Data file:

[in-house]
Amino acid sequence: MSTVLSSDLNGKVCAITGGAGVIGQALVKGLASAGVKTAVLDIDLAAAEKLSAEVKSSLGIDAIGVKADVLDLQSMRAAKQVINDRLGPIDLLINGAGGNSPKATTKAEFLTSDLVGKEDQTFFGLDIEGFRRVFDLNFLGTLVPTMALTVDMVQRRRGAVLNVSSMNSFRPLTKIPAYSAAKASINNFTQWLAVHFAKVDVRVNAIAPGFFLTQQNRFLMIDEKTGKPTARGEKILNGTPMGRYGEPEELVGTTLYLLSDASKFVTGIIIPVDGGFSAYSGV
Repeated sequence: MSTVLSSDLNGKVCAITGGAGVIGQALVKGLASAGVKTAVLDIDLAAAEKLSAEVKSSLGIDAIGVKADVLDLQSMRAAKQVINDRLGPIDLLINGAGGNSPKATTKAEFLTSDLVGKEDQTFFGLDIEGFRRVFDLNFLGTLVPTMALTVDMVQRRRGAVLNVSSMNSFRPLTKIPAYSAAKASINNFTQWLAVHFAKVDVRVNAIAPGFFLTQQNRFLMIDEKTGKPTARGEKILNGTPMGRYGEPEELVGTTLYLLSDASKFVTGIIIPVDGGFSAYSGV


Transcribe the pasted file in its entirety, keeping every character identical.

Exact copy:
[in-house]
Amino acid sequence: MSTVLSSDLNGKVCAITGGAGVIGQALVKGLASAGVKTAVLDIDLAAAEKLSAEVKSSLGIDAIGVKADVLDLQSMRAAKQVINDRLGPIDLLINGAGGNSPKATTKAEFLTSDLVGKEDQTFFGLDIEGFRRVFDLNFLGTLVPTMALTVDMVQRRRGAVLNVSSMNSFRPLTKIPAYSAAKASINNFTQWLAVHFAKVDVRVNAIAPGFFLTQQNRFLMIDEKTGKPTARGEKILNGTPMGRYGEPEELVGTTLYLLSDASKFVTGIIIPVDGGFSAYSGV
Repeated sequence: MSTVLSSDLNGKVCAITGGAGVIGQALVKGLASAGVKTAVLDIDLAAAEKLSAEVKSSLGIDAIGVKADVLDLQSMRAAKQVINDRLGPIDLLINGAGGNSPKATTKAEFLTSDLVGKEDQTFFGLDIEGFRRVFDLNFLGTLVPTMALTVDMVQRRRGAVLNVSSMNSFRPLTKIPAYSAAKASINNFTQWLAVHFAKVDVRVNAIAPGFFLTQQNRFLMIDEKTGKPTARGEKILNGTPMGRYGEPEELVGTTLYLLSDASKFVTGIIIPVDGGFSAYSGV